The bitter taste of failure

Scripted, my first and largest business venture, was simultaneously a great success and a financial failure. 

The business today is thriving without me. We sold to Xenon Ventures, a growth-oriented private equity group that will continue the work my employees and investors dedicated many years and millions of dollars to build. 

For my investors, though, it was a failure. Everybody lost their money. I hate having to pay a parking ticket, and many of my investors lost 1,000X as much. Startup investing is a huge risk. Nobody forced them to invest. Nobody lied to them. Nobody meant to lose their money. 

Some startup deals yield 100X returns. Others go up in flames. This one did the latter. 

Someone close to Scripted told me that this financial outcome was the result of a weak management team and a weak board. When he said that, it stung. I don’t think of myself or anyone I hired as weak. We did, in retrospect, wait too long to make some decisions, but we did the best we could at the time. 

In thinking more about what he said, though, I can see his point. A stronger company with stronger leadership might have:

  • Foreseen the endgame sooner and executed deeper layoffs right away even though it was harder because there was more uncertainty at the time about whether that was the right move. 
  • Kept the culture alive even if some popular managers left the company, which was a really big concern. 
  • Stood up to some board members, telling them that the best thing for the employees, early investors, and the company itself would not be the best thing for the later, larger investors. Angels don’t need to risk everything for the IPO dream. VCs are only in it for huge returns. Scripted’s leadership could have chosen a safer path with a lower likely outcome that would have been much better than what ultimately happened. 

How do I reconcile building a great business and losing everyone’s money? It’s pretty simple, really. By the time we’d built a profitable business, we’d burned through every dollar of equity and debt that we’d raised. When the principal payments on the debt came due, we didn’t have enough profit to pay it. We tried and failed to work around that problem with our debt and equity holders. The best solution we found was to sell the business in exchange for paying off the debt in full, leaving equity holders with nothing.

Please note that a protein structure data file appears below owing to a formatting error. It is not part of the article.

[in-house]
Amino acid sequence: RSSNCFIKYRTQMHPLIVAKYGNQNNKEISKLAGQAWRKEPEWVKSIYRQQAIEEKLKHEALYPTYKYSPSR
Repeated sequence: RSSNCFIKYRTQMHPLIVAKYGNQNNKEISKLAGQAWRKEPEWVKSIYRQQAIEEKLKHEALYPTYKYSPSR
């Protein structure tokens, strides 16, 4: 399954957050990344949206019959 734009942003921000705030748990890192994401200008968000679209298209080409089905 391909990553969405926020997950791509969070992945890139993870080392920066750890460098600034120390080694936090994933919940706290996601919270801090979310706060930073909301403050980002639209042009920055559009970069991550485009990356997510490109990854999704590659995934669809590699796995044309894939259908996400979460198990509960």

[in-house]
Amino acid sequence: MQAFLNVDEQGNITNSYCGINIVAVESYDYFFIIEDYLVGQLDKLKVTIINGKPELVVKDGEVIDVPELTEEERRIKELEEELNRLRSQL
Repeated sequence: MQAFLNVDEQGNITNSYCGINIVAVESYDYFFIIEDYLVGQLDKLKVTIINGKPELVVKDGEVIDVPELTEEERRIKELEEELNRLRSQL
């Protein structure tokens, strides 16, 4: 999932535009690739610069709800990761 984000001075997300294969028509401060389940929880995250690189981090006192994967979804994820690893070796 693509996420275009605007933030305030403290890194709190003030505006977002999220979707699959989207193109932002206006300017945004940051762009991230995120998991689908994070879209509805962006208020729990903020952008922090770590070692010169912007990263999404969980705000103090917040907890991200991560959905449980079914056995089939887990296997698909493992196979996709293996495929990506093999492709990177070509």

In the days after I sent each of our 40-ish investors a personal note asking them to sign off on a deal that would yield zero compensation to them I learned the hardest lesson in my startup education. 

I learned there are two kinds of investors: the kind who can lose money and the kind who can’t. I learned that money is sensitive. It’s painful, powerful, hard, even for people with a lot of it. I learned it can make grown men lash out and cast blame as though this outcome was somehow in anybody’s best interest. It was not. We all lost. 

This was the dark shadow cast as the sun officially, finally set on my ten years at Scripted. 

I appreciate everyone who invested in my business. I really do. Regardless of amount, they put money down when the stakes were high and we needed it most. They believed in me, my co-founder, the vision and the team and product we had yet to build. It was a huge leap of faith and I don’t downplay that even as I share my feelings about this closing process. I can both respect and appreciate their support and acknowledge that some investors are more emotional about losing money than others. 

What happened in my final days as CEO, acting on behalf of my board and debtholders, doing what we ultimately needed to do in order to keep the business alive, was the worst of what the startup experience can bring. 

Nobody wants to be told their money is gone. Nobody wants to be the one telling someone that either. 

If you’re going to start a new venture or invest in one, you’d better have the guts to lose it all.

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